"There's only one hard and fast rule in running: sometimes you have to run one hard and fast."

Thursday, February 5, 2009

Lent for Unchurched Trailrunners

People are always surprised to find out that I'm a regular churchgoer (well, as regular as I get). First, I'm a scientist. Second, I'm politically liberal. Third, I'm irreverent about just about everything. That's not the description most people give churchgoers: liberal scientific jokesters.

Everyone is surprised that my favorite season is Lent. Maybe it's my contrarian nature. Most people don't understand the season and think of it as a dark, gloomy period when people give up something as if it were a New Year's resolution. I'm going to try to explain the season and how it actually applies to trail running. I'm writing this three weeks beforehand, because one really needs to ease into the season.

The whole idea is: something big's coming! It might be great, it might be awful, but it's big and you'd better be ready, so make some space in your life.

Most people's lives are cluttered with too much stuff. This is the season to clear out whatever you don't need and give it to someone who could use it. Then give just a bit more; anyone can give from their excess, but charity begins when you make a sacrifice and become just a bit uncomfortable. In these times when people are worried about finances, it's good to discover just how rich one really is.

This is the time to clear out your mind from all distractions as well. It's a time to be quiet and meditate. Eat and drink a little less, so you appreciate it more. Sleep a little less, so you appreciate it more. Talk less, fool around less, focus on what's important and remember that you're not all-important.

When you go running during Lent, don't bring headphones, a phone or even a watch. Just be part of the scenery, no more important than the mud puddle you step in and only a little more permanent. Don't fill your pockets with food or carry a water bottle; you can live without them. Enjoy the silence; if you run with others, say as little as possible, just enjoy their presence. If the weather turns bad, just accept it and finish the run you planned instead of cutting it short.

During Lent, this blog is going to be a little different. Far less random silliness will fill the screen and I hope to write things that might actually help people. Failing that, I'll just give the simple facts of my training runs. Then it'll probably be back to usual after Easter.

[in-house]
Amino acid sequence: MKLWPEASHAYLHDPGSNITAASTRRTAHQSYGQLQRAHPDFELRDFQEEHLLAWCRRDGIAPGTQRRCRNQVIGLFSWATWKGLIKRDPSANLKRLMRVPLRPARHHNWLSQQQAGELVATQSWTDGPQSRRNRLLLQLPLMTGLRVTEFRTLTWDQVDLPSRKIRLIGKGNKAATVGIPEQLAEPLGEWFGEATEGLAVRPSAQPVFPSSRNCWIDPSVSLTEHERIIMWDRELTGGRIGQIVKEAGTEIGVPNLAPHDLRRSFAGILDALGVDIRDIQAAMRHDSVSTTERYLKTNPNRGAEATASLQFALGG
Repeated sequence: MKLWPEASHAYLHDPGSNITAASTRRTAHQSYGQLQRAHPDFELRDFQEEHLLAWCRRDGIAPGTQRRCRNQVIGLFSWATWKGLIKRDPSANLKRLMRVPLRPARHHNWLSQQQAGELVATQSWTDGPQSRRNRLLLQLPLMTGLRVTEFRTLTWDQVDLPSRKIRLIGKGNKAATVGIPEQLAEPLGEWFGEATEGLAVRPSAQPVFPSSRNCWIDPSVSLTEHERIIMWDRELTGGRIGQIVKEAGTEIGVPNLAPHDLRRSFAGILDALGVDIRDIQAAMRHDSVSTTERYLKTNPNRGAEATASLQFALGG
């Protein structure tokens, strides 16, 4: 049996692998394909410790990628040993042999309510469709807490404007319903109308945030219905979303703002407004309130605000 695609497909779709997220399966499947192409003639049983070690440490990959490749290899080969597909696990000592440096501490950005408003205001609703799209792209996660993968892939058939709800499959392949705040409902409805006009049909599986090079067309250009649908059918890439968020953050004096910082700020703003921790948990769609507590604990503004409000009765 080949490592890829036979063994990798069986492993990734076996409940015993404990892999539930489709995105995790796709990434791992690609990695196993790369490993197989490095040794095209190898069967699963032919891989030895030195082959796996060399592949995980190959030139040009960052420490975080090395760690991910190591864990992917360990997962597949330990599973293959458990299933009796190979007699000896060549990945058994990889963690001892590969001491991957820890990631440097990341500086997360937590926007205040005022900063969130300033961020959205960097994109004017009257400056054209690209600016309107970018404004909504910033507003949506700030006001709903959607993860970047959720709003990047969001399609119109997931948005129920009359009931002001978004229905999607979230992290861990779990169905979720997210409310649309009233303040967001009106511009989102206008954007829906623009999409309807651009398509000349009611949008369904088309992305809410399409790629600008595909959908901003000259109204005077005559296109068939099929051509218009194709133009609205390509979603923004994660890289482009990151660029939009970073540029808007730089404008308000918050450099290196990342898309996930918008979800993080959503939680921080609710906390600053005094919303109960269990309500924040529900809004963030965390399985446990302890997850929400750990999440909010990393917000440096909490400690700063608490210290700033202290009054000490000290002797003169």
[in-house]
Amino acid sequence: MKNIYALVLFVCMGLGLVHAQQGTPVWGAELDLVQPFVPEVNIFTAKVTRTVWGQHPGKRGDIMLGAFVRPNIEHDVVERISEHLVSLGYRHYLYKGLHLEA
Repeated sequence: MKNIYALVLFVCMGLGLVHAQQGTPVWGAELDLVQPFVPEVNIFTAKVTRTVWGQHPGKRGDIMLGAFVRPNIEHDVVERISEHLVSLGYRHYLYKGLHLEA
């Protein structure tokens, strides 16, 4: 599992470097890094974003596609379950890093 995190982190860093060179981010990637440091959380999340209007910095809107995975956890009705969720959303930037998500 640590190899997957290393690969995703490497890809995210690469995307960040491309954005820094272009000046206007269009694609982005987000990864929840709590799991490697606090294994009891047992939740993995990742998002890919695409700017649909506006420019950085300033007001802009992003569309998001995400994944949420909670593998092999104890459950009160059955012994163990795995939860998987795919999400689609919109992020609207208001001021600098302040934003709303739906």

Something big's coming! Are you excited yet? Maybe a little run on the trails will get you ready.


Victoria said...

Cool post. I also like the bakery run idea. That appeals to the eating-obsessed AND running-obsessed sides of me. Perfect.

Welcome to the "running a long way is crazy but running with broken bones is probably crazier" club. Who knew there were so many members! (I actually broke my foot and not my ankle, but close enough...)

wildknits said...

Yeah - another churchgoing liberal scientist! We are not alone, nor are we as rare as the right would have it seem ;-> Just don't talk about it much as we get "painted" with a certain brush.

Add on to that homeschooler and I had a lot of explaining to do ;->

Nice intro to lent... tends to be an introspective time of year at my church - working on something in yourself that needs tweaking - keeps you away from god.

My brief run on trails today involved a scary slip and slide downhill. Guess I shouldn't have taken the screws out of my shoes.

SteveQ said...

One thing that I should've added was to make space in one's schedule as well. We tend to program every minute of our lives and Lent's a good time to explore unstructured time.

And for those giving something up for Lent, remember it's 40 days, not including Sundays. You only have to deny yourself 6 days at a time.

Jean said...

Very nice post, Steve. It is a good reminder to us all to take a step back and take stock in what we have. Very well said, and thanks for the reminder!